# Speller

Be sure to read this specification in its entirety before starting so you know what to do and how to do it!

Implement a program that spell-checks a file, a la the below, using a hash table.

``````\$ ./speller texts/lalaland.txt
MISSPELLED WORDS

[...]
AHHHHHHHHHHHHHHHHHHHHHHHHHHHT
[...]
Shangri
[...]
fianc
[...]
Sebastian's
[...]

WORDS MISSPELLED:
WORDS IN DICTIONARY:
WORDS IN TEXT:
TIME IN load:
TIME IN check:
TIME IN size:
TIME IN unload:
TIME IN TOTAL:
``````

## Distribution

### Downloading

Log into CS50 IDE and then, in a terminal window, execute each of the below.

1. Execute `cd` to ensure that you’re in `~/` (i.e., your home directory).
2. Execute `mkdir pset5` to make (i.e., create) a directory called `pset5` in your home directory.
3. Execute `cd pset5` to change into (i.e., open) that directory.
4. Execute `wget http://cdn.cs50.net/2019/fall/psets/5/speller/speller.zip` to download a (compressed) ZIP file with this problem’s distribution.
5. Execute `unzip speller.zip` to uncompress that file.
6. Execute `rm speller.zip` followed by `yes` or `y` to delete that ZIP file.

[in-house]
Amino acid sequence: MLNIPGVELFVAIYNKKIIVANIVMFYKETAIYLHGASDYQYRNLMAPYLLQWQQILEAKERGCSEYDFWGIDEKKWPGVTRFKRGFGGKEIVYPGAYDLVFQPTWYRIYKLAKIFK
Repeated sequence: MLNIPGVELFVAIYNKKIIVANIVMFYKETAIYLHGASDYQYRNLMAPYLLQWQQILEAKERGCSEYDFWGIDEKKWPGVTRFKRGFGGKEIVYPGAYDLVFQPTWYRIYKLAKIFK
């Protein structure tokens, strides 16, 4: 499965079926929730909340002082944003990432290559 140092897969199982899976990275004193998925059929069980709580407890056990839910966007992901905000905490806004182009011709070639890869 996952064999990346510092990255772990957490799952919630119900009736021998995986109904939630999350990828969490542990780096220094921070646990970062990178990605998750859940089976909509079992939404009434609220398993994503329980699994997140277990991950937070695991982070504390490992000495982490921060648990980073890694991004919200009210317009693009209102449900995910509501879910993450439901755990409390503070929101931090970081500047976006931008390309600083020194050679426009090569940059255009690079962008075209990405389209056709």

7. Execute `ls`. You should see a directory called `speller`, which was inside of that ZIP file.
8. Execute `cd speller` to change into that directory.
9. Execute `ls`. You should see this problem’s distribution:
``````dictionaries/  dictionary.c  dictionary.h  keys/  Makefile  speller.c  texts/
``````

### Understanding

Theoretically, on input of size n, an algorithm with a running time of n is “asymptotically equivalent,” in terms of O, to an algorithm with a running time of 2n. Indeed, when describing the running time of an algorithm, we typically focus on the dominant (i.e., most impactful) term (i.e., n in this case, since n could be much larger than 2). In the real world, though, the fact of the matter is that 2n feels twice as slow as n.

The challenge ahead of you is to implement the fastest spell checker you can! By “fastest,” though, we’re talking actual “wall-clock,” not asymptotic, time.

In `speller.c`, we’ve put together a program that’s designed to spell-check a file after loading a dictionary of words from disk into memory. That dictionary, meanwhile, is implemented in a file called `dictionary.c`. (It could just be implemented in `speller.c`, but as programs get more complex, it’s often convenient to break them into multiple files.) The prototypes for the functions therein, meanwhile, are defined not in `dictionary.c` itself but in `dictionary.h` instead. That way, both `speller.c` and `dictionary.c` can `#include` the file. Unfortunately, we didn’t quite get around to implementing the loading part. Or the checking part. Both (and a bit more) we leave to you! But first, a tour.

#### `dictionary.h`

Open up `dictionary.h`, and you’ll see some new syntax, including a few lines that mention `DICTIONARY_H`. No need to worry about those, but, if curious, those lines just ensure that, even though `dictionary.c` and `speller.c` (which you’ll see in a moment) `#include` this file, `clang` will only compile it once.